The goal of the decree is to expedite the administration of resources and the care of the people living in the areas affected
by the massive landslides and flooding. - Emergency Commission photo -
Published Tuesday, November 10, 2020
Emergency Presidential Decree
due to damages caused by Eta
By the A.M. Costa Rica staff
President Carlos Alvarado announced that during this week, a Presidential Decree of National Emergency will be settled due to the damages caused by the collateral effects of Hurricane Eta last week.
The goal of the decree is to expedite the administration of resources and the care of the people living in the areas affected by the massive landslides and flooding.
According to Alexander Solís, president of the National Emergency Commission, the decree would allow the development of a plan to allow more quickly to buy the resources needed to deal with the damage in the area.
The Canton of Coto Brus, in the southern part of Puntarenas Province, is one of the areas with the most damage to homes, roads, and livestock and agricultural production areas.
Other cantons where a large number of floods were registered are Corredores and Golfito also in Puntarenas Province.
Of the 2,056 people who remained in temporary shelters, a total of 386 people have returned to their homes. However, there are still people housed in 56 temporary shelters that were set up mainly in the southern zone of the country. Commission officials supplied 5,544 families with food and hygiene products.
Also, 1,600 hectares of crops are registered with severe damage. Likewise, more than 1,500 units of cattle were moved after the flooding of the land where they grazed.
Even though Hurricane Eta left the Central American region, heading towards the state of Florida in the U.S., the authorities maintain alerts due to the proximity of a new tropical wave, #52 of the green season, which on Monday was passing over the Lesser Antilles in the Caribbean Sea.
According to the Meteorological Institute, this phenomenon is forecasted to move slowly over the Caribbean Sea during this week. It is estimated that the effects of this new tropical wave will affect the country on Thursday or Friday.
However, the authorities maintain the status of alert only in a few cantons.
There are currently no zones under Red Alert.
Orange Alert status is in place for the cantons of Nicoya, Hojancha and Nandayure in Guanacaste Province, Parrita and Quepos, Coto Brus and Corredores in Puntarenas Province. This alert is established when a high-risk situation can cause an emergency for the people in a specific area.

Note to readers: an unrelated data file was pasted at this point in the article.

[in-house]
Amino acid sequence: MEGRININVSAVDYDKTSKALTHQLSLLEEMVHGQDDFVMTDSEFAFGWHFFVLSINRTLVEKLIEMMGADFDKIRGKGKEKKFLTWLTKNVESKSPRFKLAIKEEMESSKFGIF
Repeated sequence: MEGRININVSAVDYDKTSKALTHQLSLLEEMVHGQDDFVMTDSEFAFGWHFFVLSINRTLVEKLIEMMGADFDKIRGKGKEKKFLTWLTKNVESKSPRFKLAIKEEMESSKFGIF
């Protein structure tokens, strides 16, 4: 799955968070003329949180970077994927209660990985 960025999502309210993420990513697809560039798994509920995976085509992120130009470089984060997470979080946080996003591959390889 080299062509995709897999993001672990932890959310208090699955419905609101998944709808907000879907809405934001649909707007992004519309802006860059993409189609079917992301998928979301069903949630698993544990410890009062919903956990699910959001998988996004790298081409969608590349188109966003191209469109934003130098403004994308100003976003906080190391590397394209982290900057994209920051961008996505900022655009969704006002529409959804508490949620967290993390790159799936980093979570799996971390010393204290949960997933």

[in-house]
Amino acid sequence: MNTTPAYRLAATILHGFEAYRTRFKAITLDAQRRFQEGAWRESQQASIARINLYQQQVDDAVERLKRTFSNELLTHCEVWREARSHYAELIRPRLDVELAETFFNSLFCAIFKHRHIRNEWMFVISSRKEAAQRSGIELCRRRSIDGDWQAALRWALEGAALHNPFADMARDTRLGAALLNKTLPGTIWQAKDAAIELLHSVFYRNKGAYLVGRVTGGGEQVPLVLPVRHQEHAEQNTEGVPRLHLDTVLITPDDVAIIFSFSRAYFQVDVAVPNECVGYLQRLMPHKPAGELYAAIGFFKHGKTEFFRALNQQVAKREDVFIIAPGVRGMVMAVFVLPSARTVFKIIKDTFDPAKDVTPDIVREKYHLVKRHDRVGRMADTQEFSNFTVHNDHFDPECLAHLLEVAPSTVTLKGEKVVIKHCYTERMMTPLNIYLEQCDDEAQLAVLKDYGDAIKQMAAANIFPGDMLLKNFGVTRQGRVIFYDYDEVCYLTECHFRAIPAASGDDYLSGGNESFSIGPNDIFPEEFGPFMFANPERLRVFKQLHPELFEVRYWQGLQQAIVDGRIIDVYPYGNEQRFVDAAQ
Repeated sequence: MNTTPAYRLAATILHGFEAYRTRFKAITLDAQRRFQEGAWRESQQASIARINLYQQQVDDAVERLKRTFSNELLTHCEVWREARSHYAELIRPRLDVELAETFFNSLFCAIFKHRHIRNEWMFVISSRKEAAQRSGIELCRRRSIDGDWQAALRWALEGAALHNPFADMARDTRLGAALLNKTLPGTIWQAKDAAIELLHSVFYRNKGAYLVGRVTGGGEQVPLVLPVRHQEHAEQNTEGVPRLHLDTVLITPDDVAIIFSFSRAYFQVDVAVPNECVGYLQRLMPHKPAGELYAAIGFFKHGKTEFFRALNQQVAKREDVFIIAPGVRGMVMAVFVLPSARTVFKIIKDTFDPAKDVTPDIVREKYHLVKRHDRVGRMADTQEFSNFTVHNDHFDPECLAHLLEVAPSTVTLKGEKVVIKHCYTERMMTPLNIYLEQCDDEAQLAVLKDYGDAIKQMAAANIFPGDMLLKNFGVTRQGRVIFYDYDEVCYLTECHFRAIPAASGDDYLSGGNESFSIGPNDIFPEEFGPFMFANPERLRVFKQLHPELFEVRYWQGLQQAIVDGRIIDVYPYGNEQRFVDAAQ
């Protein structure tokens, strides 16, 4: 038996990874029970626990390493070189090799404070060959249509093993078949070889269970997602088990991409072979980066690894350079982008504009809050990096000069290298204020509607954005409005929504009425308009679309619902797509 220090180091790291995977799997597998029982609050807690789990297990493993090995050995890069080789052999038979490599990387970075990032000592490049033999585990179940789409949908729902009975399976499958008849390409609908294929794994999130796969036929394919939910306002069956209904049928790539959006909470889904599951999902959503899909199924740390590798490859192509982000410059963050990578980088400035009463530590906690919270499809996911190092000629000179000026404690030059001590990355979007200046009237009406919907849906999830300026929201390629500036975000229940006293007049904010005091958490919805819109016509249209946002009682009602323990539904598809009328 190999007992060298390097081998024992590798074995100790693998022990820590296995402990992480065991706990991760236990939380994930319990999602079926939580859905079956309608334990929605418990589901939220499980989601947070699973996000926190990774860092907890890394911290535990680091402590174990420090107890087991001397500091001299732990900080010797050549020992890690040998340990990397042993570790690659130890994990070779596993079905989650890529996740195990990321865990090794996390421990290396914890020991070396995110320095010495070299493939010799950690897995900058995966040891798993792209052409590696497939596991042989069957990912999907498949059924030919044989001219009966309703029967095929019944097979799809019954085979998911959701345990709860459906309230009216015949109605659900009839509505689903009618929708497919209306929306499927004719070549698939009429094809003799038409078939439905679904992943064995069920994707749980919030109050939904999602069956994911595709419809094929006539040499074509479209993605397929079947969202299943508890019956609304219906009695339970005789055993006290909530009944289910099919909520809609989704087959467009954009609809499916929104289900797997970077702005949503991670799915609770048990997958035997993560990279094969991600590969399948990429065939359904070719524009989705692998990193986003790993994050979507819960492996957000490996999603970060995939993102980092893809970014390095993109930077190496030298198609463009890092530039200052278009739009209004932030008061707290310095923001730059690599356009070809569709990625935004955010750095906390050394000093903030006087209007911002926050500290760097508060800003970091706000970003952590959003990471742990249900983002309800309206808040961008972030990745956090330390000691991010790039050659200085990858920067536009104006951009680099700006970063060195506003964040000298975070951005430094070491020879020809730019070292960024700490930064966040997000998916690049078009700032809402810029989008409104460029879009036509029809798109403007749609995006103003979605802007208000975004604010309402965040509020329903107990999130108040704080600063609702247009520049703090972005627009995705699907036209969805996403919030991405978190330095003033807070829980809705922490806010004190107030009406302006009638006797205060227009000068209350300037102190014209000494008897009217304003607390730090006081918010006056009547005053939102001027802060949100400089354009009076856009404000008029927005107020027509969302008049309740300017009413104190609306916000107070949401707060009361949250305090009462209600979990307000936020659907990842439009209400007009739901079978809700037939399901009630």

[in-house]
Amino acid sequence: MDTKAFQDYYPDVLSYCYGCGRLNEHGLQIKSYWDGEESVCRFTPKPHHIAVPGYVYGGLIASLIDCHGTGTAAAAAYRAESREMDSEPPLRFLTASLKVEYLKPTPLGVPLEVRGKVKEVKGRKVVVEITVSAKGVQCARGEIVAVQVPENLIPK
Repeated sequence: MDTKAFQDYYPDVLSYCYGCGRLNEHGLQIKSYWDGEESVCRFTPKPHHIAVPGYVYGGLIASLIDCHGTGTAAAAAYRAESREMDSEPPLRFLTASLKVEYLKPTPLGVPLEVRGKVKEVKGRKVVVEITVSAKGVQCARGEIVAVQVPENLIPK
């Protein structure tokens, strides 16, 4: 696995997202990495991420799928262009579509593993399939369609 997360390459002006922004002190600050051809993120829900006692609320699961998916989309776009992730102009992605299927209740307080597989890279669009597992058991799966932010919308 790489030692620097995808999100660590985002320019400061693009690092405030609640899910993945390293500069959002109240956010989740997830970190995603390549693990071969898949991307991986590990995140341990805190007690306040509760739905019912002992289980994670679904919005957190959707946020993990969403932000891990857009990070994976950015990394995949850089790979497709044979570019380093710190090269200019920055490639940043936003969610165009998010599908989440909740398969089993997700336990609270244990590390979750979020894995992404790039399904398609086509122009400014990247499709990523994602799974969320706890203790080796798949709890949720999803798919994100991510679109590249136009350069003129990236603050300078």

A Yellow Alert was established for the rest of Puntarenas Province and Central Valley. The alert status serves as an announcement for the rescue forces to prepare for an increased danger of a natural phenomenon that will affect the population in a specific region.
This week, authorities are asking for donations for people affected by Hurricane Eta. "Families affected by ETA need everyone's help," authorities of the Commission said. They need to collect donations that would be delivered to people affected by the floods caused by the side effects of the passage of the hurricane over Central America last week.
People who wish to donate food or hygiene products must fill out a form to register the donation on the Commission's website.
The commission, in coordination with the Red Cross, will be setting up sites for the collection of donations. Site locations have not been announced.
Eta caused deaths, floods, destruction of houses and roads in the country. On Thursday paramedics of the Red Cross confirmed the identification of victims, a U.S. citizen from California, surnamed LaDuke, 69, and his wife, a Costa Rican woman surnamed Sanchez, 50 who died when their home was destroyed by a huge landslide in the community of Agua Buena, Coto Brus Canton, southern zone of Puntarenas Province.
Due to the high risk of rains and saturation of water in the soils, specialists stress the following to avoid accidents, damage to structures and emergencies during the green season:
• Keep the roof of your house clean.
• Clear a path in the backyard allowing rainwater to move without problems toward the drainage, which helps to avoid damages and leaks in the house.
• Pick up the garbage so that it does not fall on the pipes or drains on the sidewalks.
• Avoid that solvents, oils, acids or corrosive liquids fall into the sewer pipes and deteriorate them.
• Organize the cleaning of public areas such as river banks in your community to avoid flooding.
• Report the lack of concrete caps or grids in the pipes to the Aqueduct Institute by calling 2547-6555.
Authorities call on the public to take the following precautionary measures:
• Stay informed about the alerts issued by the authorities.
• People living in mountain areas should increase precautionary measures against a possible landslide or material falling from the high areas of the hills.
• Have an emergency evacuation plan in the community, work and home.
• Drivers must increase precautions for heavy rain and fog.
• Take precautionary measures in case of electrical storms.
• Be alert in vulnerable areas to flooding due to sewer saturation or increase of river flow.
• In case of a thunderstorm, take refuge in a safe place.
• In case of strong wind gusts, be alert to possible falling tree branches or electrical cables.
• In the event of a landslide, do not walk on the debris, stay away from affected areas, and do not return home until authorities verify that it is a safe place.
Authorities ask for the people to call 911 to report any possible flooding, fallen trees or landslides in the country.
A.M. Costa Rica urges readers to share this alert with their contacts.
What have you heard of people who need support from the Emergency Commission in your community? We would like to know your thoughts on this story. Send your comments to email@example.com